Unassisted Childbirth

Believe it or not, some people do this on purpose.  They give birth at home, with no trained professionals helping them.  I think this trend is largely a reaction to our prevailing culture surrounding birth, where women go to the doctor, do what s/he says, give birth in a hospital, and probably have at least one medical intervention along the way.  This setup leaves a lot to be desired, and there is a counter-movement that celebrates birth as a normal function, and emphasizes respect for the mother.  This school of thought argues that birth has been over-medicalized, doctors treat pregnancy and childbirth as a disease, technology and intervention are revered (even when research shows that they cause more harm than good), and women are treated as dangerous baby-vessels from whom the fetus must be rescued, often resulting in contemptuous treatment of laboring mothers, sometimes even going so far as performing medical procedures without informed consent.

To a very large extent, I agree with this backlash against hospital birth.  I’m a big believer in free-standing birth centers, where practitioners tend to be more aware of evidence-based practice and more respectful of women.  I also think states should have straightforward processes for licensing and regulating midwives who attend home births.  For low risk pregnancies, particularly for women who have already given birth at least once, home birth is just as safe as hospital birth, and is preferable for many families.

My sense is that unassisted childbirth may often be prompted by a mother’s reluctance to subject herself to the standard practices at a hospital, combined with a lack of other options.  I suspect a good portion of mothers who chose UC would be happy to birth at home with a midwife, if that option were available.

But it also seems that some people have just reacted so strongly against the medicalized version of birth that they’ve landed in La-la Land, where birth is a breathlessly venerated spiritual experience, labor and delivery can be risk-free if only you eat right and exercise during pregnancy, and the presence of any person who wasn’t there when the baby was made is unacceptably interventionist, invasive, and disruptive to the natural process.  This is where it gets dangerous.  Birth may be a normal function, but especially in humans, it is a time of crisis, when things can and do go wrong.  Humans are unique in that our pelvic openings are only barely big enough to allow our babies through.  Pregnancy isn’t a disease, but it is a burden on the mother’s body.  Labor doesn’t have to be an emergency, but it does present health challenges to mother and baby that can become emergencies.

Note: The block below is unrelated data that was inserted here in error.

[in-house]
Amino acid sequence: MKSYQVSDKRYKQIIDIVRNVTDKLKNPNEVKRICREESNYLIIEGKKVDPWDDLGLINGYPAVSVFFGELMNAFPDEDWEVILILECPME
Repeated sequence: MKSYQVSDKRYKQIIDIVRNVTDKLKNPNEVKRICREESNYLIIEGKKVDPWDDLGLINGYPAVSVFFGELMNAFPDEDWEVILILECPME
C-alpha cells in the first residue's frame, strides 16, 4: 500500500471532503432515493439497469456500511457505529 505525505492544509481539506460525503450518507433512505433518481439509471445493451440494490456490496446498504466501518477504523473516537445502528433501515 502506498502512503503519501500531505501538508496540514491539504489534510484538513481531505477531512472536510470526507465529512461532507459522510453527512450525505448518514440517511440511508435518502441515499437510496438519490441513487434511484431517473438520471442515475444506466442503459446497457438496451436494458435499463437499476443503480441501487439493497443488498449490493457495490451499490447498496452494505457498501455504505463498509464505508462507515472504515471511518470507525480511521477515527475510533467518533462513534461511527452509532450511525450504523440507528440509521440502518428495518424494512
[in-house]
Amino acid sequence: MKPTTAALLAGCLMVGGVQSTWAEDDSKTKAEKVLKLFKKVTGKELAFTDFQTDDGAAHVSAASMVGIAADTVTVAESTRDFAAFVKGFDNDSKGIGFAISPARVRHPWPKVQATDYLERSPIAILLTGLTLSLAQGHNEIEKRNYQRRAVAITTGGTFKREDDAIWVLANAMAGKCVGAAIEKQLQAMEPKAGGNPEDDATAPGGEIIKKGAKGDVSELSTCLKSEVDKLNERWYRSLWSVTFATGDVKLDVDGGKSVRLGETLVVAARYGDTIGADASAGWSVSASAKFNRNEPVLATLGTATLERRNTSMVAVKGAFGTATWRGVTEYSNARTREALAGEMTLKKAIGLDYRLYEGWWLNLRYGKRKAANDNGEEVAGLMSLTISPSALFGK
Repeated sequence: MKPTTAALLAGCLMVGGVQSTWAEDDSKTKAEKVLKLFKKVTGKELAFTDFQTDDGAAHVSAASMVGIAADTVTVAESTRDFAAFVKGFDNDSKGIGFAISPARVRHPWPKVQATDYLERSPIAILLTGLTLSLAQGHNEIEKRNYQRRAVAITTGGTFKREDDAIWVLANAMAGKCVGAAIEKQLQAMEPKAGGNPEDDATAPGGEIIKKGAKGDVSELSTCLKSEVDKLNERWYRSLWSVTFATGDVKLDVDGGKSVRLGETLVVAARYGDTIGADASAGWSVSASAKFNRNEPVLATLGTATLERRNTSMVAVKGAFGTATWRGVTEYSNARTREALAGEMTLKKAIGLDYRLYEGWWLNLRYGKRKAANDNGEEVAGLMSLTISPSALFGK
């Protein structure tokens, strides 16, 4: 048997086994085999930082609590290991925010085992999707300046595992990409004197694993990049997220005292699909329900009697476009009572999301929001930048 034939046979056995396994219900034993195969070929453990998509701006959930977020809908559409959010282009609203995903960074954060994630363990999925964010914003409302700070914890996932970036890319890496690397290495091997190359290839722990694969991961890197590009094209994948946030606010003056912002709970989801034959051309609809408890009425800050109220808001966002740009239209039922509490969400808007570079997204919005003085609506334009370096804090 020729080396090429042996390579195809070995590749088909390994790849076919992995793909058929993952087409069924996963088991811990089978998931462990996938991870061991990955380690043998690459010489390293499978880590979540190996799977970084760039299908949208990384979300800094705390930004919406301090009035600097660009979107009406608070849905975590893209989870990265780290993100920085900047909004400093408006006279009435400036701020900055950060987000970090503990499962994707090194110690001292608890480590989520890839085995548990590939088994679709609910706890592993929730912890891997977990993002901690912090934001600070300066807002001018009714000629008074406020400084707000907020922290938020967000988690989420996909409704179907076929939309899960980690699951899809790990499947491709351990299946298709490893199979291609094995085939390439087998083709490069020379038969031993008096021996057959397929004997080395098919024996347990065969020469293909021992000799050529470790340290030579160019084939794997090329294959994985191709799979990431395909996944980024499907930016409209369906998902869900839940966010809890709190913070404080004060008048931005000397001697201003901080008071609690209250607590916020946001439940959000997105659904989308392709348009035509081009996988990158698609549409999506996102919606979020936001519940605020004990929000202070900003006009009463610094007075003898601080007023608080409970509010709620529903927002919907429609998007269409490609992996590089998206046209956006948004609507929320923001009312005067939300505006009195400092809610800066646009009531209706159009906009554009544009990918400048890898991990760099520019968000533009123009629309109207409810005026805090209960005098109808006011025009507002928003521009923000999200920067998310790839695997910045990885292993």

There isn’t a lot of research on unassisted childbirth, because it’s so fringe that there aren’t populations to study.  There’s some data on a religious sect that practiced UC, and of course there’s information from developing countries where women simply don’t have access to healthcare.  In both cases, lack of medical care during pregnancy and childbirth are associated with much higher levels of maternal and infant mortality.  UC proponents argue that these situations aren’t analogous because  good nutrition and healthy practices during pregnancy make UC safe.  However, at least one review of historical data shows that poverty and nutrition had almost no effect on maternal mortality rates in childbirth, and the WHO urges better access to medical care as the best way to save the lives of women and babies in underdeveloped areas.

Some UC supporters say, “birth is safe and normal, otherwise our species wouldn’t be here!”  But they’re profoundly misunderstanding evolution, which only requires a process to be good enough to pass along genes.  Natural selection has resulted in a system where women can get pregnant very frequently, so that despite the peril that an upright stance and a big brain causes, enough babies survive to carry on the species.  I don’t know about you, but “a lot of babies die, but enough survive” isn’t an ambitious enough goal for me.

Some supporters of unassisted childbirth claim that it’s unnatural to have birth attendants.  Aside from engaging in the naturalistic fallacy, this argument fails because it’s just not true.  As far as we’ve been able to determine, mothers have sought help from others during birth for as long as we’ve been a distinct species.  For humans, having birth attendants is what’s natural, while closing oneself up in a separate dwelling and giving birth in the presence of only one’s husband is profoundly unnatural – a behavior emerging only in our modern culture.